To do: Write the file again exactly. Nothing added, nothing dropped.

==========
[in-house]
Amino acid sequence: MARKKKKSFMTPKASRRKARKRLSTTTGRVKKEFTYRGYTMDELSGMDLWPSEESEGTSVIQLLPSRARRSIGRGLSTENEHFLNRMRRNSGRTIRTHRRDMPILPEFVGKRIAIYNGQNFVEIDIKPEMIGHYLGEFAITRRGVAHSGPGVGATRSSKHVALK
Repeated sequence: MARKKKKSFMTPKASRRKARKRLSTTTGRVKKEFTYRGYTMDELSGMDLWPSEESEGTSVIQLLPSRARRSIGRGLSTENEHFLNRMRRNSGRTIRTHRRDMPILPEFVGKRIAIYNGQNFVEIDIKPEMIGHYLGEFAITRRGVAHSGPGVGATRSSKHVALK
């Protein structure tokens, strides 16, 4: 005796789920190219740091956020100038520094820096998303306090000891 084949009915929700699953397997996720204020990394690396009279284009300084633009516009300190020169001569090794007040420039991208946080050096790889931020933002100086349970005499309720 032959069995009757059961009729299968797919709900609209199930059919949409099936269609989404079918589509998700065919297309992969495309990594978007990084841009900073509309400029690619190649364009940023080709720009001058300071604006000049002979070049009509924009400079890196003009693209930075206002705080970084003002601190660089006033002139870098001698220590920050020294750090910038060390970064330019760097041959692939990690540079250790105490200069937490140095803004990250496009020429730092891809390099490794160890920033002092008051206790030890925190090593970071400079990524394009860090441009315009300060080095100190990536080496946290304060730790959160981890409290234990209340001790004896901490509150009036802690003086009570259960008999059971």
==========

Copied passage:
[in-house]
Amino acid sequence: MARKKKKSFMTPKASRRKARKRLSTTTGRVKKEFTYRGYTMDELSGMDLWPSEESEGTSVIQLLPSRARRSIGRGLSTENEHFLNRMRRNSGRTIRTHRRDMPILPEFVGKRIAIYNGQNFVEIDIKPEMIGHYLGEFAITRRGVAHSGPGVGATRSSKHVALK
Repeated sequence: MARKKKKSFMTPKASRRKARKRLSTTTGRVKKEFTYRGYTMDELSGMDLWPSEESEGTSVIQLLPSRARRSIGRGLSTENEHFLNRMRRNSGRTIRTHRRDMPILPEFVGKRIAIYNGQNFVEIDIKPEMIGHYLGEFAITRRGVAHSGPGVGATRSSKHVALK
């Protein structure tokens, strides 16, 4: 005796789920190219740091956020100038520094820096998303306090000891 084949009915929700699953397997996720204020990394690396009279284009300084633009516009300190020169001569090794007040420039991208946080050096790889931020933002100086349970005499309720 032959069995009757059961009729299968797919709900609209199930059919949409099936269609989404079918589509998700065919297309992969495309990594978007990084841009900073509309400029690619190649364009940023080709720009001058300071604006000049002979070049009509924009400079890196003009693209930075206002705080970084003002601190660089006033002139870098001698220590920050020294750090910038060390970064330019760097041959692939990690540079250790105490200069937490140095803004990250496009020429730092891809390099490794160890920033002092008051206790030890925190090593970071400079990524394009860090441009315009300060080095100190990536080496946290304060730790959160981890409290234990209340001790004896901490509150009036802690003086009570259960008999059971």